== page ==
Print-on-demand books and what it means for the book industry

What is print on demand and how does it work?

Print on demand is a book distribution method made possible by, and inseparable from, digital printing. It prints books only in response to orders, and only prints the exact amount ordered. Due to the capabilities of digital printing, print on demand is capable of filling an order for one book profitably.

Print on demand suppliers maintain databases of books on behalf of their publisher clients. Publishers submit books to the print on demand supplier in the form of PDF files for each book. When the files first arrive they are logged into the database system, examined for technical errors, and a proof copy of the book is created for the publisher to review. The publisher places orders for the number of books to be printed and the printed books are distributed to booksellers, other offline and online retailers, chain stores and library suppliers etc.


The Book Designer, 2009

What does this mean for industry publishers?

Print on demand technology has helped revolutionise the book publishing industry. Previously, books had to be ordered in bulk copies for it to be printed. This required a large amount of risky investment because publishers would not know how well books would be received in the market, especially during the first print. This technology also eliminates the need to keep unsold books in inventory and reduces the wastage incurred when unsold books are pulped and thrown away.

There are some drawbacks to print on demand technology as well. They cost more per unit than books printed offset and it is not economical to use this technology for books that are required in bulk.

However, given the shrink in demand for physical books in today’s society, it might be more economical for publishers to use print on demand technology instead. Publishers need not spend money on bulk printing books which might not even be sold. Instead, print on demand guarantees that money will not be wasted from unsold stock and publishers can diversify their titles by publishing more varied types of books with lower quantity.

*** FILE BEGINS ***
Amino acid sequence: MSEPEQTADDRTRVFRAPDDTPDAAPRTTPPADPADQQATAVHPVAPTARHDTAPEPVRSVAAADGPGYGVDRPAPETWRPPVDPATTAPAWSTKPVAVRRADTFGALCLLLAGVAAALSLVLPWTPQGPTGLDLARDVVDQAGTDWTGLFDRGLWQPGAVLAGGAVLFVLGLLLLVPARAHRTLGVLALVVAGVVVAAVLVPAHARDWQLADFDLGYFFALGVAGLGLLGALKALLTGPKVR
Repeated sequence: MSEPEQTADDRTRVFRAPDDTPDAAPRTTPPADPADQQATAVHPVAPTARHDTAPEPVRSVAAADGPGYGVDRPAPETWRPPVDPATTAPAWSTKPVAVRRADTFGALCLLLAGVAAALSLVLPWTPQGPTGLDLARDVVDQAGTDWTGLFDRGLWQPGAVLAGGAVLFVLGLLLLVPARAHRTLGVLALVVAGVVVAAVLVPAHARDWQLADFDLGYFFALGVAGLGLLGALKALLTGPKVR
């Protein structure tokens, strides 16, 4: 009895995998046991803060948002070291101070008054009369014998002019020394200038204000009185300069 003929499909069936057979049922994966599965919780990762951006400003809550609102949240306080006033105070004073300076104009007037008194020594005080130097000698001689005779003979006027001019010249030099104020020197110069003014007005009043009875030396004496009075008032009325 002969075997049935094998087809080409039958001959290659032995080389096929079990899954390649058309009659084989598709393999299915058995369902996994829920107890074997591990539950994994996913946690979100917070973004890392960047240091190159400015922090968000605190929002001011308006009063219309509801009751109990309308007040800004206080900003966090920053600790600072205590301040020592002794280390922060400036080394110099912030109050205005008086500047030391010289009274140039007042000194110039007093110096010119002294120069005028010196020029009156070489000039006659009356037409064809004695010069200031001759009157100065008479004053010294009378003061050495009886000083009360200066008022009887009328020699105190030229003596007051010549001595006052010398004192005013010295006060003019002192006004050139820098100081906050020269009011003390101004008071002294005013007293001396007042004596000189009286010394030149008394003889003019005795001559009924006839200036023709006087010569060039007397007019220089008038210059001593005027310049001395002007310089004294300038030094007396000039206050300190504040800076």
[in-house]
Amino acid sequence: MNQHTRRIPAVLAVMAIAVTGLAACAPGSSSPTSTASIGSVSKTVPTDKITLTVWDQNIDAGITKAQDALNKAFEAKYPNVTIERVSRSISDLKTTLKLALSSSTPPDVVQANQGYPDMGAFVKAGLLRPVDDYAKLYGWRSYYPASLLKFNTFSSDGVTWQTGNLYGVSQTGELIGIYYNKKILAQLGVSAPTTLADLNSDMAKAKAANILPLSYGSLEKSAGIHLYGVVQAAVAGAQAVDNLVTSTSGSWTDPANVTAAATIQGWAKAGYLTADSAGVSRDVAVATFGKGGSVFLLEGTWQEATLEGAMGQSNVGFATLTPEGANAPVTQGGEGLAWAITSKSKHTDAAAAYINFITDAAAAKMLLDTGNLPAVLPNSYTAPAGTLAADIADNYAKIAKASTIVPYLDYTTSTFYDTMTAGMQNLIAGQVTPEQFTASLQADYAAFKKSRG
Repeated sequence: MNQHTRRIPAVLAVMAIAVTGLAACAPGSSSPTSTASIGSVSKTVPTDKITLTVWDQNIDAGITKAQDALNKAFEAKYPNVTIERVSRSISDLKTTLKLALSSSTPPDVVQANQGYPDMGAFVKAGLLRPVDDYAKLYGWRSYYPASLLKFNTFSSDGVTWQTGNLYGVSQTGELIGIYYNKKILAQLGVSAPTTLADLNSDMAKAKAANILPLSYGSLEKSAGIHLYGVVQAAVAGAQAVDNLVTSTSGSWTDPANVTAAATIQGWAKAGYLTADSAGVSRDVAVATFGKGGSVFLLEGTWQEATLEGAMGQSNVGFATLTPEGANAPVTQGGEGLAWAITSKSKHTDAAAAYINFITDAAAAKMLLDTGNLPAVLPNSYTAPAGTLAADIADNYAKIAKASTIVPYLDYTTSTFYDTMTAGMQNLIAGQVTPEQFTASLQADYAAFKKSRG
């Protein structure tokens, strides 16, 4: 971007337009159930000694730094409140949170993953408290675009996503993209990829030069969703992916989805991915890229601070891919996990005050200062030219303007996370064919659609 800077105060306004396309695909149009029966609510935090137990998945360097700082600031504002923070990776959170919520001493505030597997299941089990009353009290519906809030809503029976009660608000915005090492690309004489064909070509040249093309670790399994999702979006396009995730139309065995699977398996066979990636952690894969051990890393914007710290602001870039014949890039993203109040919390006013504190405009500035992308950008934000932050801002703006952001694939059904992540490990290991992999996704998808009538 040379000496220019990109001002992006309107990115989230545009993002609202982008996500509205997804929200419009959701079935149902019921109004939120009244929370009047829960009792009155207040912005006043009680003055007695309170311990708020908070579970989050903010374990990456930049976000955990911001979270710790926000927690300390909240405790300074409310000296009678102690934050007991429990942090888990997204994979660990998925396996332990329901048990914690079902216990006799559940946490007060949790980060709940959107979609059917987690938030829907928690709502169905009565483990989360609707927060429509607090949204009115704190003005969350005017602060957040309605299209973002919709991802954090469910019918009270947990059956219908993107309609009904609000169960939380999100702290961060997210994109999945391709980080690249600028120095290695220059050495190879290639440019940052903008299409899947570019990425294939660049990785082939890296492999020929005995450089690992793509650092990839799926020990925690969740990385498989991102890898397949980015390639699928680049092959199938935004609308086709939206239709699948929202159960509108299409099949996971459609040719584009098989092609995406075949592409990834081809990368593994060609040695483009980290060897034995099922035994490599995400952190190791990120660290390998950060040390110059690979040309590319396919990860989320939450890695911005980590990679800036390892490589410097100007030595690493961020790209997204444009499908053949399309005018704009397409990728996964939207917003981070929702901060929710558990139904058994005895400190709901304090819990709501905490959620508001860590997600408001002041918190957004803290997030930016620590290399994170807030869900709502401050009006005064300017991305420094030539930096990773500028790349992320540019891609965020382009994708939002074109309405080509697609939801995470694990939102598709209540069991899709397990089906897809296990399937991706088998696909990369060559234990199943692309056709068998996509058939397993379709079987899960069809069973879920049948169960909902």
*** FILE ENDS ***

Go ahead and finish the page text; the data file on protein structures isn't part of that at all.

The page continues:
What does this mean for self-publishers?

Not only is print on demand technology beneficial for industry book publishers, it has also made things easier for self-publishers. Budding authors who want to sell their books need not go through the traditional route of sending their manuscript to publishers and go through several rounds of administrative work before their work gets published. Print on demand allows authors to skip all these processes and go straight to the printing process. Authors will also have complete control over their book and no one is going to edit their work and take out their “personal style” or omit sections they know to be important.


Infographic on how print on demand works

GraphicsPedia, 2018

While print on demand technology is not a new discovery, it is still relatively uncommon in Singapore. With this alternative printing option now available, we’re excited to explore new ways of publishing and printing our books. 

For one, we’ve started to think about bringing back some of our most popular but out-of-print titles, such as Love Stories from Ancient China, and maybe even the Return of the Condor Heroes series! What other ideas can you think of for print-on-demand books?

We’re looking forward to seeing how POD technology shapes the future of Singapore’s publishing and printing industry.



  1. Friedlander, J. (2009, December 04). How Print-on-Demand Book Distribution Works. Retrieved from